WITH SO MANY TAKING THEIR LIVES WE LOOK TO HISTORY FOR ANSWERS
Suicide is an endemic and entrenched problem in Japanese society. At its peak, in 2003, the number of annual suicides stood at 34,427. Although suicide rates in the country have taken on a noticeable downward trend in the past decade, falling from 19 per 100,000 in 2010 to 14.3 per 100,000 in 2016, suicide is still a major social issue in Japan. So, what is it that makes suicide so prevalent? And what is being done to prevent it?
There is a complex cultural structure that surrounds Japanese suicide – one that can shed light upon the significance of suicide in modern day Japan. This culture has its roots in the 12th century, during the Kamakura Shogunate. In this period, extensive codes of honour developed in Japan: the so-called ‘way of the warrior’ defined the way in which Japanese samurai led their lives. In many ways, it was comparable to the system of chivalry that existed amongst knights in medieval Europe.
Samurai life revolved around the idea of the preservation of honour – the loss of face brought great shame onto a Samurai, as well as to his family. Ritual suicide evolved as a method of restoring both personal honour and that of the family. This ritual suicide, or Seppuku, often consisted of various ceremonial procedures including the eating of a last meal and the composition of a death poem, before the Samurai attempted self-disembowelment whilst being simultaneously decapitated by an assistant.
Seppuku has a history stretching almost 800 years – the earliest recorded case being that of Minamoto no Yorimasa during the Battle of Uji in 1180. Although ritual suicide was banned as a judicial punishment in Japan from 1873, it continued to survive as a method of voluntary suicide; the last recorded instance of Seppuku was in 1970.
In more recent history, Japanese suicide has been typified by the deaths of kamikaze pilots during the Second World War. These pilots, willingly or not, flew their aircraft into American ships in order to cause maximum damage. It was proposed by the Japanese government that the sacrifice of kamikaze pilots upheld one of the key samurai values: honour until death.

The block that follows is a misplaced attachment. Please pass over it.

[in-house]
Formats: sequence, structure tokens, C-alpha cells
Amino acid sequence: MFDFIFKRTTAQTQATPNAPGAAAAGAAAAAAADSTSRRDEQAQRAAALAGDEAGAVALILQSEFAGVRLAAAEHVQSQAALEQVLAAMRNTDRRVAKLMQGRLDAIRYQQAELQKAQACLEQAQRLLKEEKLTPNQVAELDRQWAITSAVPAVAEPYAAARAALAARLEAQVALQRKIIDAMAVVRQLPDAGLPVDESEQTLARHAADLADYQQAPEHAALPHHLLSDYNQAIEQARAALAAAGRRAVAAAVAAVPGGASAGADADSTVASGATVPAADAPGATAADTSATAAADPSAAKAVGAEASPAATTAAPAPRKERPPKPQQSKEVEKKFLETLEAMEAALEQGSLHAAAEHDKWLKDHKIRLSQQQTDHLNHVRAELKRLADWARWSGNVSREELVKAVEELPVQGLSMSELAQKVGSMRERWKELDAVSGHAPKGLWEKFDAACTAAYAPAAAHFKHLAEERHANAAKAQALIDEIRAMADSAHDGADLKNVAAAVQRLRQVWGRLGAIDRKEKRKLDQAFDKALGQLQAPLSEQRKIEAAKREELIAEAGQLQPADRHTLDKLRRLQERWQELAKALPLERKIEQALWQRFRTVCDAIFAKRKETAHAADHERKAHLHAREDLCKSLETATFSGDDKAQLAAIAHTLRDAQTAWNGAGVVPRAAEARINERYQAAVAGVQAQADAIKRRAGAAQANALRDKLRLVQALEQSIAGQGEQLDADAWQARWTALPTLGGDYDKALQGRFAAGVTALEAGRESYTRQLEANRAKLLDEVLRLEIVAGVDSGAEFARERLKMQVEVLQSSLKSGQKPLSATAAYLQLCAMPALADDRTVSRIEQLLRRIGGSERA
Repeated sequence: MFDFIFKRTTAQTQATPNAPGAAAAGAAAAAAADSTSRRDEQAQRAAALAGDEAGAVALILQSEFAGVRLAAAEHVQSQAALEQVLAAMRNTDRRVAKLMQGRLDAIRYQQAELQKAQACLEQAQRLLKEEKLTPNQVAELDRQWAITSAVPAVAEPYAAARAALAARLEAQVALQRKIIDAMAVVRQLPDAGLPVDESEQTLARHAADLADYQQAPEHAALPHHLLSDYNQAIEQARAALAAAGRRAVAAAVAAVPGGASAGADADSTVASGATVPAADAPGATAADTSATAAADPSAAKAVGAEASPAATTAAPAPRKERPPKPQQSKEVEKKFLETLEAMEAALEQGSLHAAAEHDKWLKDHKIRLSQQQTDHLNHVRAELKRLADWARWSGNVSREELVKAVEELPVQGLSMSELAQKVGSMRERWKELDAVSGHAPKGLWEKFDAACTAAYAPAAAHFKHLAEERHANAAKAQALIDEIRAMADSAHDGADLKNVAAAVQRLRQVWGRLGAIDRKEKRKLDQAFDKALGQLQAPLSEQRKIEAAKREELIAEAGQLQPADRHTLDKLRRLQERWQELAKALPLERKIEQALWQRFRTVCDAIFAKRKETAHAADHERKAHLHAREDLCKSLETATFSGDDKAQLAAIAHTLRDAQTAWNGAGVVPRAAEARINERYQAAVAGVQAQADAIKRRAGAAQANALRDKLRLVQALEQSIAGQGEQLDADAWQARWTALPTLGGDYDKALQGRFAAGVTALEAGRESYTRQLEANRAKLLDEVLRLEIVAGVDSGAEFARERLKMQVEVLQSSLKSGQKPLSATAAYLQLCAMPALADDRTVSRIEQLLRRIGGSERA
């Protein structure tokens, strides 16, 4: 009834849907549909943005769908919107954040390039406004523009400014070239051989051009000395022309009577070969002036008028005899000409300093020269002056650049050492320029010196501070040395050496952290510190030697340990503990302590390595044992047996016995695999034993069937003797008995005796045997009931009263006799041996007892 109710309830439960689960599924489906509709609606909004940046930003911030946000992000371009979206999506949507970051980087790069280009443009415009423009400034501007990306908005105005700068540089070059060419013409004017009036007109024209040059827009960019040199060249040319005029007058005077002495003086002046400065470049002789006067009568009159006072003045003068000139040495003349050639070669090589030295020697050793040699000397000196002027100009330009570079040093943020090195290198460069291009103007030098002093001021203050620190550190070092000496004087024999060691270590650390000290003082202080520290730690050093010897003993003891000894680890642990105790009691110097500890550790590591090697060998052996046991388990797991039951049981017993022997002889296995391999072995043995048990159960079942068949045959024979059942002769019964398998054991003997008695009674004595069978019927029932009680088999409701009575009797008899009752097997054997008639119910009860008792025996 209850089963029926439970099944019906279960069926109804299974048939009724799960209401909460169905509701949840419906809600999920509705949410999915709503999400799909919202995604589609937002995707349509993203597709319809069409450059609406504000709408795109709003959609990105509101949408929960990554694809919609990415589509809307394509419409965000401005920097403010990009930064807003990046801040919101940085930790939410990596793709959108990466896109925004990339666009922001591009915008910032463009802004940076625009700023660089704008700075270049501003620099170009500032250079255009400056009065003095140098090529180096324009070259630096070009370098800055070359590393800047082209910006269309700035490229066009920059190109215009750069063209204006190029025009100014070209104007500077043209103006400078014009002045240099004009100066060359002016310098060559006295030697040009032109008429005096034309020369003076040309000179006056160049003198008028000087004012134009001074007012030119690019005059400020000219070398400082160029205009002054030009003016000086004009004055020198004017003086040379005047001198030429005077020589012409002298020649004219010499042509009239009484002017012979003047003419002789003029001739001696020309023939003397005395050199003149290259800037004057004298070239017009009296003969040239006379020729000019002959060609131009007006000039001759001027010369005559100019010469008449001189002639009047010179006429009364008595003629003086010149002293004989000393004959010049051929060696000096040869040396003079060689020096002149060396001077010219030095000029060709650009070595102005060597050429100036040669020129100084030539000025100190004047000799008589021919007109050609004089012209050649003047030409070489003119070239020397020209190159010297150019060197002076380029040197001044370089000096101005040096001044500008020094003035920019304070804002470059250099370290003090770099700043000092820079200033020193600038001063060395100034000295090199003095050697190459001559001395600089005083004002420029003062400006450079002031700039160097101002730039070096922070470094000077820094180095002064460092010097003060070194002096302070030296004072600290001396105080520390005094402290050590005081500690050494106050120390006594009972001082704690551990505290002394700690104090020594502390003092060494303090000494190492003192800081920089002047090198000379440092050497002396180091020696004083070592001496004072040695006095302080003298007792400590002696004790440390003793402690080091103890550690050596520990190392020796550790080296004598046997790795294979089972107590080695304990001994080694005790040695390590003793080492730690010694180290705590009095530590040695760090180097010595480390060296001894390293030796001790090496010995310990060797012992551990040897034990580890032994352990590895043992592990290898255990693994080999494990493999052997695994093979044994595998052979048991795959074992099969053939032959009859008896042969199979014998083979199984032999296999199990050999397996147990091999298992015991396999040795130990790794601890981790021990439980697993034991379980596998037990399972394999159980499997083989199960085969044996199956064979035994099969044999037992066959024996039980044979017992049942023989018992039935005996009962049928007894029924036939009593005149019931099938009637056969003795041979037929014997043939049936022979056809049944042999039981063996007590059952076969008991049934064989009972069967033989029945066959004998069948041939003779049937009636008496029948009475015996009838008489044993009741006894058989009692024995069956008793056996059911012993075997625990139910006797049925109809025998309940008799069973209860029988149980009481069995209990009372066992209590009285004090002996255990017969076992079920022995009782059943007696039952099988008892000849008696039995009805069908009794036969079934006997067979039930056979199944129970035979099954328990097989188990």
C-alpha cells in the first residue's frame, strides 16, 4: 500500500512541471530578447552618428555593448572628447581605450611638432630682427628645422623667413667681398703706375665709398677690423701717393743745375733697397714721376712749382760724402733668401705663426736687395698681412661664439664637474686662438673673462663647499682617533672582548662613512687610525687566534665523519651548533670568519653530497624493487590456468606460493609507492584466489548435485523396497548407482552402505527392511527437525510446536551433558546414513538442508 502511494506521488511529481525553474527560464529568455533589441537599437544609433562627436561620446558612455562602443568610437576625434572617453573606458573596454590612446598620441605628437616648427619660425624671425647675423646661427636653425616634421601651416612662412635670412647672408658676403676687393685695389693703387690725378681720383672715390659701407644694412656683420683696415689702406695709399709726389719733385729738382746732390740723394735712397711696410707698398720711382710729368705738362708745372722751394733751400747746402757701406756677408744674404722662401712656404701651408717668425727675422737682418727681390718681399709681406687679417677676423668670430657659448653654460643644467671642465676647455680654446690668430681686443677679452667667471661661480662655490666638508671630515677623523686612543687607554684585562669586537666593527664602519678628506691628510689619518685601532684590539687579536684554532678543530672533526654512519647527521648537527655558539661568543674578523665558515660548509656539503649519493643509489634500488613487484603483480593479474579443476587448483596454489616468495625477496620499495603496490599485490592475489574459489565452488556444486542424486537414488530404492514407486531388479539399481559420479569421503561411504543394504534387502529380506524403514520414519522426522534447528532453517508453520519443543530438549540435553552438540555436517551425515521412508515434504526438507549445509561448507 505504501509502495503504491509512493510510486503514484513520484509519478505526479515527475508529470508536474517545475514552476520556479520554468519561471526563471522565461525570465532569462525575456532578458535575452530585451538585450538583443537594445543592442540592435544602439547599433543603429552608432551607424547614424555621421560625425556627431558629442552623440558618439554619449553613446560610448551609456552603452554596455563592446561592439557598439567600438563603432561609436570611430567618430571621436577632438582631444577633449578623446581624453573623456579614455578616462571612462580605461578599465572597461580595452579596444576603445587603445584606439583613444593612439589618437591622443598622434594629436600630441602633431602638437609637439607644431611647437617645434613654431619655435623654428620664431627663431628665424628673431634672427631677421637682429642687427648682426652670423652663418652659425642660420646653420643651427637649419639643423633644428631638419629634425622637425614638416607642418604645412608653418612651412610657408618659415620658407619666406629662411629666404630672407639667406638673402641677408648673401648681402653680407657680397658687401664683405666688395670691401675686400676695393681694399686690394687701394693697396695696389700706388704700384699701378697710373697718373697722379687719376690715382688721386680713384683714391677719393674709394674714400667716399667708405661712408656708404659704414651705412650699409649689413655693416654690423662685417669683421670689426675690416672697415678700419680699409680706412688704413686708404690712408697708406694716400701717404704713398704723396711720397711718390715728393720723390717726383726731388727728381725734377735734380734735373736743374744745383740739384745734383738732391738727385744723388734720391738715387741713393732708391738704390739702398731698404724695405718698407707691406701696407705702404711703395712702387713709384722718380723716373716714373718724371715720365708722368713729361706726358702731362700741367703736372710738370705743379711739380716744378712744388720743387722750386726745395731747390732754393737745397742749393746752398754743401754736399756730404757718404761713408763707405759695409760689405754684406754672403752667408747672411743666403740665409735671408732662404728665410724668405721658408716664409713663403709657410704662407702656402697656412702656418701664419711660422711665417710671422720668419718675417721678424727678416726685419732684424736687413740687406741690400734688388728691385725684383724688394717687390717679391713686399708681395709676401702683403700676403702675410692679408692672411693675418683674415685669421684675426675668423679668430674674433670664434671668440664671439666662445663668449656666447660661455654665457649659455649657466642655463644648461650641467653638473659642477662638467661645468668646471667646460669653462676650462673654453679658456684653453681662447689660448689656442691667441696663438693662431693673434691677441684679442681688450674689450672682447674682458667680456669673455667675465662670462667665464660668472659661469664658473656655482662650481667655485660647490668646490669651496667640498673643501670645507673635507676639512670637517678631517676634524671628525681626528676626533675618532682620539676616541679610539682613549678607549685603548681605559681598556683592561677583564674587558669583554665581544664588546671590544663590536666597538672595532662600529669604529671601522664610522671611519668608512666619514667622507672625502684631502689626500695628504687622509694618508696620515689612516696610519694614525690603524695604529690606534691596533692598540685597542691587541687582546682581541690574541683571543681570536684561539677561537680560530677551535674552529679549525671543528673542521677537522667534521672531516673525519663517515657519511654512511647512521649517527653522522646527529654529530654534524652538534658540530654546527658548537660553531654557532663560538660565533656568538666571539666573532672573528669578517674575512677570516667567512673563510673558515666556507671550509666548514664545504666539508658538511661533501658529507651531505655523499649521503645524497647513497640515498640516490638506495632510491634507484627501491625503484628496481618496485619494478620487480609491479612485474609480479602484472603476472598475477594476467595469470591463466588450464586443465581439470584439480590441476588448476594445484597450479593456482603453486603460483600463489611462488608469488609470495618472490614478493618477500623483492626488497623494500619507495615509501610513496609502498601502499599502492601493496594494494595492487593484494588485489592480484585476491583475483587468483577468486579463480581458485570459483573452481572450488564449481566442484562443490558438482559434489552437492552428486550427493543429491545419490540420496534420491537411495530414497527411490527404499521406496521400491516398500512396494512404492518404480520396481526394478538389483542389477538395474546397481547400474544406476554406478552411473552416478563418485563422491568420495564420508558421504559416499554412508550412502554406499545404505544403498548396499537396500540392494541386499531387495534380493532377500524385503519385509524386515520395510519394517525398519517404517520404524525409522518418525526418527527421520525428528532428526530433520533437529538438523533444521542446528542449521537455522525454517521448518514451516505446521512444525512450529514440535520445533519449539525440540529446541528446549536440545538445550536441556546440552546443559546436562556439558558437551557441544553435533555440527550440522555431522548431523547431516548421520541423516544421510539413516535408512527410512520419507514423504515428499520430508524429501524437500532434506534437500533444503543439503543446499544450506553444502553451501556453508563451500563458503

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By Harvey Dorset: Culture Columnist
The historical importance of suicide and honour in Japanese culture has seen the nation’s high suicide rates go unnoticed until relatively recently. In Japanese literature and media, and thus social opinion, suicide became normalised as an act of personal freedom and as a way of restoring lost honour. Writing in 2012, in the Innovations in Clinical Neuroscience Journal, Steven Targum and Junko Kitanaka argue that it was only the extremely high suicide rates of the past few decades that “contributed to a new conceptualization of suicide as a genuine mental illness”. Indeed, it has only been recently that the links between suicide and depression have become readily accepted.
So, what is the Japanese government doing to tackle what is evidently a prevailing social issue? Significant change began in 2005 with the establishment of Japan’s first forum on suicide: a collaboration between an NGO, Lifelink, and a member of the Japanese Parliament. Progress continued in 2006 with the passing of legislation. This legislation, The Basic Act for Suicide Prevention, was further amended in 2016 – it now requires municipalities to establish plans on how the problem of suicide will be addressed in each region. The action taken towards suicide prevention has yielded success; the number of annual suicides has been decreasing since 2009 and in 2012 the annual suicide figure fell below 30,000 for the first time since 1998. 2013 saw a further decline in suicides and this trend has continued, with suicide rates in 2019 reaching their lowest since 1978, when records began, at only 20,169.
Despite the Japanese Government’s suicide prevention tactics making huge strides in the drive to reduce suicide, Yasuyuki Shimizu, the founder of Lifelink, states that “The fact that 20,000 people still die by suicide a year is a very unusual situation and is nothing to be optimistic about”. Evidently, the number of suicides is still a pertinent subject in Japan and the attempts to improve the situation will need to continue.